Bariatric Patient Education
Weight loss surgery is not a quick fix. It's intended for a person
who has a long history of obesity. Most often someone has tried various
alternatives to lose weight, with limited or no success. The ideal candidate
is 100 pounds over an ideal body weight and has a body mass index (BMI)
of greater than 40, or a BMI greater than 35 with co-morbid condition
related to obesity, such as type 2 diabetes. At Southern Regional, our
team of experts can help you properly determine if bariatric surgery is
the right option for you.
Benefits and Risks for Patients
- Studies have shown that severe obesity is associated with very high risk
of health problems, early death and cancer.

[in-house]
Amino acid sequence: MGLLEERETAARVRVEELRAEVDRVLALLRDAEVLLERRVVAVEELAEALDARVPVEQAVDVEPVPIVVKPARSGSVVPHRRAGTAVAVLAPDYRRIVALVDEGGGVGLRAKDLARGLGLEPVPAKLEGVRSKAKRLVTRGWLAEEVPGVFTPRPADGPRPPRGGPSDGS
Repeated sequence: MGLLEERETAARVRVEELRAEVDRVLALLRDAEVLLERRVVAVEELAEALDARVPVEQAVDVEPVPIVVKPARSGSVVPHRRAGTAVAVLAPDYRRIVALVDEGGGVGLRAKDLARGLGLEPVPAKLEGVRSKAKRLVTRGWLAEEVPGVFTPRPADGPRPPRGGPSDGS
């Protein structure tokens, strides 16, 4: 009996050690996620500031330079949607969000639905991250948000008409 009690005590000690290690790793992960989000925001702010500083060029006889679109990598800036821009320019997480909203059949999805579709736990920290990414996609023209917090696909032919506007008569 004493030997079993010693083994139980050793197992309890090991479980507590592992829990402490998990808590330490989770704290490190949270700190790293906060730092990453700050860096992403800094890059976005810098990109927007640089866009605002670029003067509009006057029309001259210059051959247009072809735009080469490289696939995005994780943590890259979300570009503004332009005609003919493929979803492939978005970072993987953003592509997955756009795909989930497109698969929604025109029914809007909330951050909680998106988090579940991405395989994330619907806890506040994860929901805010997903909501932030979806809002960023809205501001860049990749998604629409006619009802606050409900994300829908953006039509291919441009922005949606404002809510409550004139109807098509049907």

- The loss of as little as 10% of excess weight has been shown to reduce
or eliminate the use of medications for associated diseases such as, hypertension,
diabetes and lipid disorders.
- Patients can get back to a regular exercise routine, which can further
- Sleep apnea and shortness of breath can be reduced or eliminated.
- Improved self-esteem and establishing a new healthier lifestyle can be
the end result.
Surgery for severe obesity is a major operation in which complications
can arise when performed by a laparoscopic technique. Overall risk of
- 5% of patients have a risk of a complication related to the surgery
- Less than 1% risk of death
Other than the known risk of anesthesia and any major abdominal surgery
the specific problems which have been reported include:
- Infection secondary to leakage from the stomach or intestine
- Bleeding or injury to the spleen
- GI tract obstruction secondary to adhesions scarring or strictures
- Malnutrition or anemia
- Chronic vomiting or diarrhea